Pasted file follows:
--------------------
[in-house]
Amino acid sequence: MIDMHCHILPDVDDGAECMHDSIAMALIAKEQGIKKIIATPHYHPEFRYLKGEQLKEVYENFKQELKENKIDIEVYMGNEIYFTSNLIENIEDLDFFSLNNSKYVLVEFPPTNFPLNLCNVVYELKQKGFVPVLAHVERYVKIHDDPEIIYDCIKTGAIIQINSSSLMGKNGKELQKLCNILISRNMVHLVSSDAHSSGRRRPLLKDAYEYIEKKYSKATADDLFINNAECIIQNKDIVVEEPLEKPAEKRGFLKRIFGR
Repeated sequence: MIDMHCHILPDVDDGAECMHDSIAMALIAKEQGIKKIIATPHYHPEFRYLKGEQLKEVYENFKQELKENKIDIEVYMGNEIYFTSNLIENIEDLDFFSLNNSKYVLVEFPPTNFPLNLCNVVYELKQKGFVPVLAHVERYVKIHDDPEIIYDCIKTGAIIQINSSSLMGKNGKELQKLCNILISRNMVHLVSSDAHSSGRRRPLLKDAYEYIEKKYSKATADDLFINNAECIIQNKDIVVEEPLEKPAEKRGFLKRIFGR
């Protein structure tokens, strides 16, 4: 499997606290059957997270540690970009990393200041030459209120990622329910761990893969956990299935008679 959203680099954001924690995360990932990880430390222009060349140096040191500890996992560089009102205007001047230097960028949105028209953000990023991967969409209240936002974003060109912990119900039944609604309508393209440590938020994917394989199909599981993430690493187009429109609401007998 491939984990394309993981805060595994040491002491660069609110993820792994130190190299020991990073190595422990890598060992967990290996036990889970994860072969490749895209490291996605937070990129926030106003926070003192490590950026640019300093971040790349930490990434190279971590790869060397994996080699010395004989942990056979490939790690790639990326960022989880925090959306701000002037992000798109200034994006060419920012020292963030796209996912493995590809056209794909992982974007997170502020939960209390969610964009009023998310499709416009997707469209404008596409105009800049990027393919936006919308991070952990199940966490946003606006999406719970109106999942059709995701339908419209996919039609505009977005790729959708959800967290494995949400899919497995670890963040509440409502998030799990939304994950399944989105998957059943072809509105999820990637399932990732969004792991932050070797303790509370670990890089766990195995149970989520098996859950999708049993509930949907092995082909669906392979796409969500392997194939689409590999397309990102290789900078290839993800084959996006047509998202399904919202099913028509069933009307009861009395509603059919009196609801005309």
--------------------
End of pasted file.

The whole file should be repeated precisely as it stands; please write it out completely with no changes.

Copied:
[in-house]
Amino acid sequence: MIDMHCHILPDVDDGAECMHDSIAMALIAKEQGIKKIIATPHYHPEFRYLKGEQLKEVYENFKQELKENKIDIEVYMGNEIYFTSNLIENIEDLDFFSLNNSKYVLVEFPPTNFPLNLCNVVYELKQKGFVPVLAHVERYVKIHDDPEIIYDCIKTGAIIQINSSSLMGKNGKELQKLCNILISRNMVHLVSSDAHSSGRRRPLLKDAYEYIEKKYSKATADDLFINNAECIIQNKDIVVEEPLEKPAEKRGFLKRIFGR
Repeated sequence: MIDMHCHILPDVDDGAECMHDSIAMALIAKEQGIKKIIATPHYHPEFRYLKGEQLKEVYENFKQELKENKIDIEVYMGNEIYFTSNLIENIEDLDFFSLNNSKYVLVEFPPTNFPLNLCNVVYELKQKGFVPVLAHVERYVKIHDDPEIIYDCIKTGAIIQINSSSLMGKNGKELQKLCNILISRNMVHLVSSDAHSSGRRRPLLKDAYEYIEKKYSKATADDLFINNAECIIQNKDIVVEEPLEKPAEKRGFLKRIFGR
């Protein structure tokens, strides 16, 4: 499997606290059957997270540690970009990393200041030459209120990622329910761990893969956990299935008679 959203680099954001924690995360990932990880430390222009060349140096040191500890996992560089009102205007001047230097960028949105028209953000990023991967969409209240936002974003060109912990119900039944609604309508393209440590938020994917394989199909599981993430690493187009429109609401007998 491939984990394309993981805060595994040491002491660069609110993820792994130190190299020991990073190595422990890598060992967990290996036990889970994860072969490749895209490291996605937070990129926030106003926070003192490590950026640019300093971040790349930490990434190279971590790869060397994996080699010395004989942990056979490939790690790639990326960022989880925090959306701000002037992000798109200034994006060419920012020292963030796209996912493995590809056209794909992982974007997170502020939960209390969610964009009023998310499709416009997707469209404008596409105009800049990027393919936006919308991070952990199940966490946003606006999406719970109106999942059709995701339908419209996919039609505009977005790729959708959800967290494995949400899919497995670890963040509440409502998030799990939304994950399944989105998957059943072809509105999820990637399932990732969004792991932050070797303790509370670990890089766990195995149970989520098996859950999708049993509930949907092995082909669906392979796409969500392997194939689409590999397309990102290789900078290839993800084959996006047509998202399904919202099913028509069933009307009861009395509603059919009196609801005309």